Hours later, another visitor knocked at the door. The miller’s daughter started, afraid that it was the same stranger from earlier that day, but it was not. It was a local man from the village, come to talk with her father about business. He explained that the mill in town had an overage and he wondered if her father would be interested in contracting some of the work.
“Yes,” the miller’s daughter answered for him. “He will be ready to begin tomorrow.”
The little mill on the edge of the forest prospered, and the miller and his daughter fell into a comfortable routine, the visit from the stranger long forgotten. The miller’s daughter had grown to enjoy selling apples at the market, so she continued, even though it was no longer necessary. Day after day, the miller’s daughter grew more beautiful, rosy and healthy. Sometimes the miller watched her and was reminded so strongly of his wife, he felt his heart swell. Sometimes, as he hugged her good-night, his body responded before his mind, and his erection was swift and hard, pressing.
Months passed, and the miller became obsessed with the idea that his daughter was his wife’s replacement in nearly every way, except one. She looked so much like her, she could have been her twin. She loved him, she cared for him, she cooked and cleaned for him. He loved his daughter, but he desired a wife.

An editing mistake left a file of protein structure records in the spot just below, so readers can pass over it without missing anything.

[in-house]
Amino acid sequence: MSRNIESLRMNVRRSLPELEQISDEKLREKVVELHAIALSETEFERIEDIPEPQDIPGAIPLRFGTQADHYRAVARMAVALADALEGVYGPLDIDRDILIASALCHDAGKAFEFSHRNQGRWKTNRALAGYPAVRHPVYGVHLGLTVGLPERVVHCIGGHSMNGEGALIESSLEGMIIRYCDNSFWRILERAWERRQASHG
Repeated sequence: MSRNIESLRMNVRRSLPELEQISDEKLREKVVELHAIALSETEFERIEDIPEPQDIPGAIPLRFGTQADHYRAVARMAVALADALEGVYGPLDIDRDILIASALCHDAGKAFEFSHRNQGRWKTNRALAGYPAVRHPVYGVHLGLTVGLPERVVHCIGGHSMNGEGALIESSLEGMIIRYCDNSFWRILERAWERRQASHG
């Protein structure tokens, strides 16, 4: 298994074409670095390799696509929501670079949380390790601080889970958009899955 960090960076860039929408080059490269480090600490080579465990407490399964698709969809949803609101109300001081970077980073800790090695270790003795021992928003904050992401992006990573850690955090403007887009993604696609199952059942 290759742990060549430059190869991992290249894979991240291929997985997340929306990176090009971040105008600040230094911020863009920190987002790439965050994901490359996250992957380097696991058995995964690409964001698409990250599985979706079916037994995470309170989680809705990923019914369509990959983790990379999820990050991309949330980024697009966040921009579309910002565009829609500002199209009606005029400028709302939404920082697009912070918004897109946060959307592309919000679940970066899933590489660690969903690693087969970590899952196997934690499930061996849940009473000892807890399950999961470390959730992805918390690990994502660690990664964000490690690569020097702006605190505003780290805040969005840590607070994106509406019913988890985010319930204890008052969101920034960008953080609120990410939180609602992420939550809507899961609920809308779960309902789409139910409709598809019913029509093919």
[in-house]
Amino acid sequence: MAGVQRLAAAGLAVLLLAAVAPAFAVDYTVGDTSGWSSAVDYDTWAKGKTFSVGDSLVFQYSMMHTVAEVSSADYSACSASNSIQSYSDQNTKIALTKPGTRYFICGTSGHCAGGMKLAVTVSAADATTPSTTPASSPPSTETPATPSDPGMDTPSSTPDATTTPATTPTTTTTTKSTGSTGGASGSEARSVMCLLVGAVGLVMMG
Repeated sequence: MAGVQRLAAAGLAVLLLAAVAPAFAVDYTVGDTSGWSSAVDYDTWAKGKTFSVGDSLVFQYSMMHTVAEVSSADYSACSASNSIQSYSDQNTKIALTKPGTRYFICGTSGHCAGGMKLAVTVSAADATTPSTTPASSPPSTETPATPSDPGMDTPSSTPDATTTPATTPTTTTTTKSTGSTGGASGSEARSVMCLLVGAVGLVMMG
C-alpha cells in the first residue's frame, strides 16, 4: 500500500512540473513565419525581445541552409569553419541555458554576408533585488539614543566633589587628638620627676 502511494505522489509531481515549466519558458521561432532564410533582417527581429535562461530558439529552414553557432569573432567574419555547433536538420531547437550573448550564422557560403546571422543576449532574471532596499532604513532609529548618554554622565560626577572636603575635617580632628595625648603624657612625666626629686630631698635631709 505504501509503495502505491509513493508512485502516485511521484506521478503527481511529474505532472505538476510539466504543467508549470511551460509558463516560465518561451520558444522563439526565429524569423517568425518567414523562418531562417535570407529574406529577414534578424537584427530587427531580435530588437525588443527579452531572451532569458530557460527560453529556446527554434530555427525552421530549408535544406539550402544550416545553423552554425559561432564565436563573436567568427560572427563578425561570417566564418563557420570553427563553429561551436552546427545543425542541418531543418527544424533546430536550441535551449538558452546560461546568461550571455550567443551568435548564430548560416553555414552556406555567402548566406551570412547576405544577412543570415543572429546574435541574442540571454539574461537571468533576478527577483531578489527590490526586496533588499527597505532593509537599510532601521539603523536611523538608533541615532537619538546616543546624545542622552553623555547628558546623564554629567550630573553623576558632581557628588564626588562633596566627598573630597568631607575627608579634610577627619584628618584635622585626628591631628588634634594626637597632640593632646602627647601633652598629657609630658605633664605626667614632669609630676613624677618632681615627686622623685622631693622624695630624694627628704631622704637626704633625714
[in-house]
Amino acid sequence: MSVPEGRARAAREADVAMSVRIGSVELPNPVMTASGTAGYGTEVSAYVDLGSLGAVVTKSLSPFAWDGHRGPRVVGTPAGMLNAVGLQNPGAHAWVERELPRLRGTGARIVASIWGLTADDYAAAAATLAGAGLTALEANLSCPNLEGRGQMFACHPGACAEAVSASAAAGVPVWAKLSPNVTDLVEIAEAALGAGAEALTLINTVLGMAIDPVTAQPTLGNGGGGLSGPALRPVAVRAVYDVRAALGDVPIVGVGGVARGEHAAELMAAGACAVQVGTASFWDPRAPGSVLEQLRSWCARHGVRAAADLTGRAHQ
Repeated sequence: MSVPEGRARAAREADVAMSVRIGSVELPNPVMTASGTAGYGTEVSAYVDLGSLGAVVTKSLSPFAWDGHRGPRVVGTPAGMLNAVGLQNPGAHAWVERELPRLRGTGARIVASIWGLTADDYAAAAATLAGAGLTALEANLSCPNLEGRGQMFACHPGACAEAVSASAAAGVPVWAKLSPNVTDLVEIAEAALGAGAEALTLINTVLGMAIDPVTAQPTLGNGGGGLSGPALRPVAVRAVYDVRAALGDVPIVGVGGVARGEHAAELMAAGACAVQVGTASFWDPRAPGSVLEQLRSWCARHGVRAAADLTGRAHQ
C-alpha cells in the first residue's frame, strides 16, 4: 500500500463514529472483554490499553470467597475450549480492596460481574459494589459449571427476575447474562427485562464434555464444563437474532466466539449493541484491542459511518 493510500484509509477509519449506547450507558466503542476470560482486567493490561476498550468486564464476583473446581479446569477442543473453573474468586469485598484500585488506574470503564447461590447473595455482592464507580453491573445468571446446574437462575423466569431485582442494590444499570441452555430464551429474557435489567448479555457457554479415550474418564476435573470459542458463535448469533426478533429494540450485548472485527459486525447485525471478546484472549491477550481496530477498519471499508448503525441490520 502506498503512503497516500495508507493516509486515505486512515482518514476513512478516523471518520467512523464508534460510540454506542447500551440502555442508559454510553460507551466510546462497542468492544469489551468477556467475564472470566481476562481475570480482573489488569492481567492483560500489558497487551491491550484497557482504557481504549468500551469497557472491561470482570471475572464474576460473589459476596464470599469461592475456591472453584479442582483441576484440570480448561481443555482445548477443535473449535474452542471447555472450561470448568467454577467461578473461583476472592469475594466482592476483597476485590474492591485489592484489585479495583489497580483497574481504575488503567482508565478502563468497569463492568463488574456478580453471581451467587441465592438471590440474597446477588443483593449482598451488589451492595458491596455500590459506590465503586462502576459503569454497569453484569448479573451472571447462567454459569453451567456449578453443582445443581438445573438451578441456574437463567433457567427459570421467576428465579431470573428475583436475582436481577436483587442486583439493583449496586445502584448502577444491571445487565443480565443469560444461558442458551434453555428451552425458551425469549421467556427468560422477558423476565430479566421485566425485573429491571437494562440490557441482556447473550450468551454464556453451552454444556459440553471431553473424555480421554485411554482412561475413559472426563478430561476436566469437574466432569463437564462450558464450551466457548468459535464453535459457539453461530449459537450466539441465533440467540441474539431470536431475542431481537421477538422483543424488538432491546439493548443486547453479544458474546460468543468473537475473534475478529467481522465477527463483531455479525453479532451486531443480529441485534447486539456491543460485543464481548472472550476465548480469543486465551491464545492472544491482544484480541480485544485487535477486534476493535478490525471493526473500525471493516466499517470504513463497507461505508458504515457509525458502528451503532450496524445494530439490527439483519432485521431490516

The miller’s daughter began to feel a little uncomfortable under her father’s hungry gaze, though she did not know the reason behind it. She was a young woman, no longer a little girl, but she was still innocent. There was a man she had met at the market who said he loved her. Once, he kissed her on the mouth, and she felt her soul sing. He wanted to ask her father for her hand in marriage, but the miller’s daughter wanted to wait. She wanted to make sure her father would be okay without her.
“Father, when do you think I should get married?” she asked one sunny morning after her father had awoken in a particularly good mood.
“Do you think you are ready?” the miller asked, his brow starting to furrow.
“Yes,” his daughter answered.
“Are you telling me that you met someone?”
The miller’s daughter’s face flushed.
“Where?” he asked sharply, his mood quickly turning.
“At the market, father.”
The miller’s face grew dark. He left, returning to his bedroom. After a few moments, his daughter knocked softly on the door. He opened the door angrily, his face contorted with rage. He grabbed his daughter by the arm roughly and pulled her into the room. She stood, shaking with confusion, as he held her by the shoulders and kissed her hard on the lips. The miller’s daughter shook her head, trying to get away from the terrible kiss.
“Did he kiss you like that?” the miller said angrily.
“Stop, father. Please …” she said, caught in his tight embrace.